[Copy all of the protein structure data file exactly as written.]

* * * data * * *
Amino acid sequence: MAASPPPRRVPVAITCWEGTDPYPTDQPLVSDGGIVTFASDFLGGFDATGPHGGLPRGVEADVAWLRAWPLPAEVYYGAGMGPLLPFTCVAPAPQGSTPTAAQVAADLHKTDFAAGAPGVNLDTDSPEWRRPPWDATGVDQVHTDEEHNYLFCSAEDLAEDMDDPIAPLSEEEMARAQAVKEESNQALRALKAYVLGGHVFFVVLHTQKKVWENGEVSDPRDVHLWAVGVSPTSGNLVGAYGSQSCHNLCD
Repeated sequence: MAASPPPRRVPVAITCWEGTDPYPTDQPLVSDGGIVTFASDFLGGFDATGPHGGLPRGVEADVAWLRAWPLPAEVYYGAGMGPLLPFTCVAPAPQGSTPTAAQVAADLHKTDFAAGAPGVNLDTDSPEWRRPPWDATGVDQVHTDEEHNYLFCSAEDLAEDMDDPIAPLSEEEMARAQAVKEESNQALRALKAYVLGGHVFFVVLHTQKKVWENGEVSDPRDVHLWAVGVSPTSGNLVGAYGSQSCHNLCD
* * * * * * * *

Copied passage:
Amino acid sequence: MAASPPPRRVPVAITCWEGTDPYPTDQPLVSDGGIVTFASDFLGGFDATGPHGGLPRGVEADVAWLRAWPLPAEVYYGAGMGPLLPFTCVAPAPQGSTPTAAQVAADLHKTDFAAGAPGVNLDTDSPEWRRPPWDATGVDQVHTDEEHNYLFCSAEDLAEDMDDPIAPLSEEEMARAQAVKEESNQALRALKAYVLGGHVFFVVLHTQKKVWENGEVSDPRDVHLWAVGVSPTSGNLVGAYGSQSCHNLCD
Repeated sequence: MAASPPPRRVPVAITCWEGTDPYPTDQPLVSDGGIVTFASDFLGGFDATGPHGGLPRGVEADVAWLRAWPLPAEVYYGAGMGPLLPFTCVAPAPQGSTPTAAQVAADLHKTDFAAGAPGVNLDTDSPEWRRPPWDATGVDQVHTDEEHNYLFCSAEDLAEDMDDPIAPLSEEEMARAQAVKEESNQALRALKAYVLGGHVFFVVLHTQKKVWENGEVSDPRDVHLWAVGVSPTSGNLVGAYGSQSCHNLCD